Why I’ll be Returning to the NASSP Advocacy Conference

By now, you’ve likely seen NASSP’s calls to attend the 2017 Advocacy Conference on Capitol Hill and formed a few questions about it. Will I really be meeting with members of Congress? If so, do these people really care what I have to say? What can I expect—or will be expected of me—if I go?

I had the opportunity to attend the conference in 2016 and can tell you from firsthand experience that it was enormously worthwhile. While I’m guessing most principals would say they stay informed by viewing webinars and reading, it’s a completely different experience to listen to and ask questions of people who regularly walk the halls of Congress and sit across the table from Patty Murray, ranking member of the Health, Education, Labor and Pensions (HELP) Committee, and the U.S. secretary of education.

That first day, we were briefed on current issues and NASSP’s advocacy agenda. I’ll be honest and tell you that this Hill-Day rookie was overwhelmed with the amount of information I had been given by day’s end, but David Chodak, NASSP’s associate director of advocacy, stayed with me afterward to help me draft my talking points for the following day. I left feeling incredibly supported and prepared for my meetings on Capitol Hill.
The next day, we loaded a bus and headed to the Hill, where I had made appointments with both of my senators and two representatives (one representing the district where I work and one representing the district in which I live). In a few cases, I had the opportunity to sit down with the member of Congress face-to-face, and in other instances, my conversation was with a staffer. Either way, I was thrilled to have the opportunity to share the successes and challenges of my specific school, as well as of our profession in general.

I am also grateful for the insight the conference gave me on critical issues such as ESSA implementation, Title I portability, private school vouchers, reform models, IDEA, and building leadership capacity, as well as the legislative process. The professional contacts I made from all over the United States and on Capitol Hill are also invaluable. I now know who to call or email when I have a question or concern, and that’s sometimes half the battle. I’m also better able to see the “big picture” beyond my school and understand how federal policy directly affects us.

We were there to work, and it was hard work. However, there were numerous opportunities to enjoy conversation with school administrators from around the country in a friendly and laid-back atmosphere. We shared several meals together and attended a reception just blocks from Capitol Hill after a full day of meetings with our members of Congress. I made friends with many of my fellow attendees, and we’ve kept in touch since. I learned so much from the experience—not only about educational policy, but what other administrators are doing in their schools, which I immediately began to implement in my own professional practice. So, while it was work, it was also a lot of fun.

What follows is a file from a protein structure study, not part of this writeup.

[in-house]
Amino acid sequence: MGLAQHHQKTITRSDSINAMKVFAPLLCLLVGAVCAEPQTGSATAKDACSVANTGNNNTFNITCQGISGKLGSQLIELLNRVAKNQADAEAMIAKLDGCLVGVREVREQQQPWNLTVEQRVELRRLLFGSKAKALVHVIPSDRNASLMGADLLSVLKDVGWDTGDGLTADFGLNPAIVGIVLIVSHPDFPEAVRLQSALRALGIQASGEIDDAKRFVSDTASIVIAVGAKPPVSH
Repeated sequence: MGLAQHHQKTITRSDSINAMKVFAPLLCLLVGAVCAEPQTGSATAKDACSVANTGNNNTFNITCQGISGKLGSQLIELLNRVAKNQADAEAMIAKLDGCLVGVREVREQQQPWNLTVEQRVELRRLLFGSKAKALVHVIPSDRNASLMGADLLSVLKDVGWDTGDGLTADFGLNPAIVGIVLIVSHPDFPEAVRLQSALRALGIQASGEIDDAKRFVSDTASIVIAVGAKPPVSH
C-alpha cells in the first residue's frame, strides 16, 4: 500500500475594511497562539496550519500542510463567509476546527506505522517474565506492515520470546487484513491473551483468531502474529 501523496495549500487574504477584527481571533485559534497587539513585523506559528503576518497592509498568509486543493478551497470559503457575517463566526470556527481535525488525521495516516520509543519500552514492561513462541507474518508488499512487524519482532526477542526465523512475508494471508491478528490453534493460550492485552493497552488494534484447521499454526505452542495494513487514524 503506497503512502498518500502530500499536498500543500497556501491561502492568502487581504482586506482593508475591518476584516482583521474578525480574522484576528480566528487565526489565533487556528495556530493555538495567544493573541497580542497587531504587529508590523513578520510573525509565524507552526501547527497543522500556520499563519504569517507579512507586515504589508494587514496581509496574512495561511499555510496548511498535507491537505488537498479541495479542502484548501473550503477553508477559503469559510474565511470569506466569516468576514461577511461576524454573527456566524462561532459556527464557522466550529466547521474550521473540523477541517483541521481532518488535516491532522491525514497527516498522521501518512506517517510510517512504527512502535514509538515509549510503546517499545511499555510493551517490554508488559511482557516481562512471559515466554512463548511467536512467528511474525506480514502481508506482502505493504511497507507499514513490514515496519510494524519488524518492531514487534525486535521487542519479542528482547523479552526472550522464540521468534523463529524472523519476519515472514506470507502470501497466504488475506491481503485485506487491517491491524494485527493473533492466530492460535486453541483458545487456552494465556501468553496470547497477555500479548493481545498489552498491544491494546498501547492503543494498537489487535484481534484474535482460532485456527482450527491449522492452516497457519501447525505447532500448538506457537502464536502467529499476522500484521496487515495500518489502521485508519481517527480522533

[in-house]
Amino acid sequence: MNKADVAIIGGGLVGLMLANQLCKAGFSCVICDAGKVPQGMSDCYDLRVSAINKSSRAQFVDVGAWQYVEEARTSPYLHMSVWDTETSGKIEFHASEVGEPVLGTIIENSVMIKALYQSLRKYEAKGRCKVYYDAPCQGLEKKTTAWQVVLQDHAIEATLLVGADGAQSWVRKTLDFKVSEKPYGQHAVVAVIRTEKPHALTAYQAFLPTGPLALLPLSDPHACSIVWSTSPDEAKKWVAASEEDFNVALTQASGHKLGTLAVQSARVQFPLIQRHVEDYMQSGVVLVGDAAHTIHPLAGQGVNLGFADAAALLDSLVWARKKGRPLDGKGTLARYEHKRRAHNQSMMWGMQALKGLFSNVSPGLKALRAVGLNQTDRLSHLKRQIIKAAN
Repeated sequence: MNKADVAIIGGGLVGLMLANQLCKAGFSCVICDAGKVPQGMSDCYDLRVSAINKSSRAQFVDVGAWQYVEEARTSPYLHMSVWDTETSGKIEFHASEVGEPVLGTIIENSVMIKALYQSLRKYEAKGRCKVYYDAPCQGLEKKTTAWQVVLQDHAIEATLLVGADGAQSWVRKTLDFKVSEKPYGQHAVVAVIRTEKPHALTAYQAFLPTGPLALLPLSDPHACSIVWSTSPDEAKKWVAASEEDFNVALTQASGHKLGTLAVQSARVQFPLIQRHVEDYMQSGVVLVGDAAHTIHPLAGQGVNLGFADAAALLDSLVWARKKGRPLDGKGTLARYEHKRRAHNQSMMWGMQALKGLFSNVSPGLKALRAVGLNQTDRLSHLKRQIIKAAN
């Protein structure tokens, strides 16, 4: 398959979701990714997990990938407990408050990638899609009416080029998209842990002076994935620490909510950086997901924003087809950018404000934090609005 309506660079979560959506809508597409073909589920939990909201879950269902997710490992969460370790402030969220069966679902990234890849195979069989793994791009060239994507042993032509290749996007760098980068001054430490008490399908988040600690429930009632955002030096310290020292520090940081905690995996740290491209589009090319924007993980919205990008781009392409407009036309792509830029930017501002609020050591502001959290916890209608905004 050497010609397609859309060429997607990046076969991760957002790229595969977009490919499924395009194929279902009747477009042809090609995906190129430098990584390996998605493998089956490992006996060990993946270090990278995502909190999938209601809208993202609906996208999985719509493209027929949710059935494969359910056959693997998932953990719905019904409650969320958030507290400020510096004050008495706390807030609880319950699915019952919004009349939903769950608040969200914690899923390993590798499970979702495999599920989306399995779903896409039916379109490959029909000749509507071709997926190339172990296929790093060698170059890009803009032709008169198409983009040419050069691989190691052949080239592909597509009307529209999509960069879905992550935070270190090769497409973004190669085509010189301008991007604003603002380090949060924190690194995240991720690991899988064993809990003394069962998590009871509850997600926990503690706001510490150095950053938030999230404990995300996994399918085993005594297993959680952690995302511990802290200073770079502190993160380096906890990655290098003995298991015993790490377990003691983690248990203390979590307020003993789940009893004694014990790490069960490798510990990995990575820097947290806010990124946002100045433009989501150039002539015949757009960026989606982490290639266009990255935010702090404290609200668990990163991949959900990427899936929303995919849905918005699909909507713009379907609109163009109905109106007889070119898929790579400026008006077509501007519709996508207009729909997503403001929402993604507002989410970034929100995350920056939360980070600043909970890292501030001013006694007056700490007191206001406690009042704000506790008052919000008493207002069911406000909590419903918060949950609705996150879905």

If you’re on the fence about attending, I hope my experience will give you the push you need to register. With a new president in the White House and an incoming education secretary, I think it’s more important now than ever before that our voices are heard in Washington. We don’t know what the future will hold for public education, but we have every reason to stay alert and to make sure we are a part of the conversation. What we bring to the table is authentic experience, stories of real students and teachers with real needs, and a unique on-the-ground perspective. And frankly, if school leaders are not a part of the conversation, who will speak on our behalf? If legislators aren’t getting their information from us, they will get it from somewhere else.

I think the next four years will be critical and, as leaders in our profession and in our communities, we must arm ourselves with the understanding and the confidence to speak for those we serve. Register today.

Sarah Longshore is in her second year as principal at Saluda High School in Saluda, SC. In her previous role as assistant principal for instruction at Dutch Fork High School—which is recognized as one of the highest-performing schools in South Carolina—she led an extensive open-enrollment AP program that produced impressive test scores and involved students from all demographic areas. Sarah takes pride in having contributed to the school’s positive climate, which saw a 56 percent decrease in discipline referrals during her tenure. She was the 2015 South Carolina Secondary Assistant Principal of the Year and a 2015 National Assistant Principal of the Year Finalist.

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